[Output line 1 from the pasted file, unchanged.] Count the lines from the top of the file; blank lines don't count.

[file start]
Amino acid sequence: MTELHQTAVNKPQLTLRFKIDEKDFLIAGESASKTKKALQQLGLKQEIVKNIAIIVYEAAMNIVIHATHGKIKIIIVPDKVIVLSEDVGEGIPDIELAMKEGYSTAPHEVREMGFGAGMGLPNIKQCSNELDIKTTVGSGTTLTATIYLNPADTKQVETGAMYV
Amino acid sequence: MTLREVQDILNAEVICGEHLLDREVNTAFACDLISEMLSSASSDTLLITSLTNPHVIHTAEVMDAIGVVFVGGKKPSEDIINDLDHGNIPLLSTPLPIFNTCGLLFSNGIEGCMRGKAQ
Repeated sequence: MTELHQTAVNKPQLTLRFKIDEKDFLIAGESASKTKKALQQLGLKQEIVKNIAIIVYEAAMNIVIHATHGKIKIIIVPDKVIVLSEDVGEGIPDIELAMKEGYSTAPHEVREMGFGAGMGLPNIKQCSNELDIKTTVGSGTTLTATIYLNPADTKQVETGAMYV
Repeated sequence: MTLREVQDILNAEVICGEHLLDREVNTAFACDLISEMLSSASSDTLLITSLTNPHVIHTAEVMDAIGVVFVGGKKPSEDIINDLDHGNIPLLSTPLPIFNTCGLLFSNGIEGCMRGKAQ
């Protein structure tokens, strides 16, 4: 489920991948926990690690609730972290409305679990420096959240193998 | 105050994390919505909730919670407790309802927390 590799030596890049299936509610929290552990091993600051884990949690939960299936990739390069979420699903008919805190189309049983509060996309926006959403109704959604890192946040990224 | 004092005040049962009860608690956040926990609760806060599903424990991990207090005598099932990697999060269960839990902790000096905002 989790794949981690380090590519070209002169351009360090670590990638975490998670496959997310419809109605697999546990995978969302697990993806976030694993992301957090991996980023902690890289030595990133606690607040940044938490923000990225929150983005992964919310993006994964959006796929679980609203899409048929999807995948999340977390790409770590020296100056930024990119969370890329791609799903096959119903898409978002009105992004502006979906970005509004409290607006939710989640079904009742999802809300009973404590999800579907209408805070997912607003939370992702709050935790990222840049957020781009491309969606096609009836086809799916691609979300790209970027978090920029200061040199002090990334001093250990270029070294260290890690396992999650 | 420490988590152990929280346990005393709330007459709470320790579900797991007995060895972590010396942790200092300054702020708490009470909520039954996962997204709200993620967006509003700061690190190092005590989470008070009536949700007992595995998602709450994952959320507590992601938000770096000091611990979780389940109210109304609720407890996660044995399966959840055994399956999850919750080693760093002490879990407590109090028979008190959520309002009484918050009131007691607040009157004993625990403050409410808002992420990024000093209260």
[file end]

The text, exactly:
Amino acid sequence: MTELHQTAVNKPQLTLRFKIDEKDFLIAGESASKTKKALQQLGLKQEIVKNIAIIVYEAAMNIVIHATHGKIKIIIVPDKVIVLSEDVGEGIPDIELAMKEGYSTAPHEVREMGFGAGMGLPNIKQCSNELDIKTTVGSGTTLTATIYLNPADTKQVETGAMYV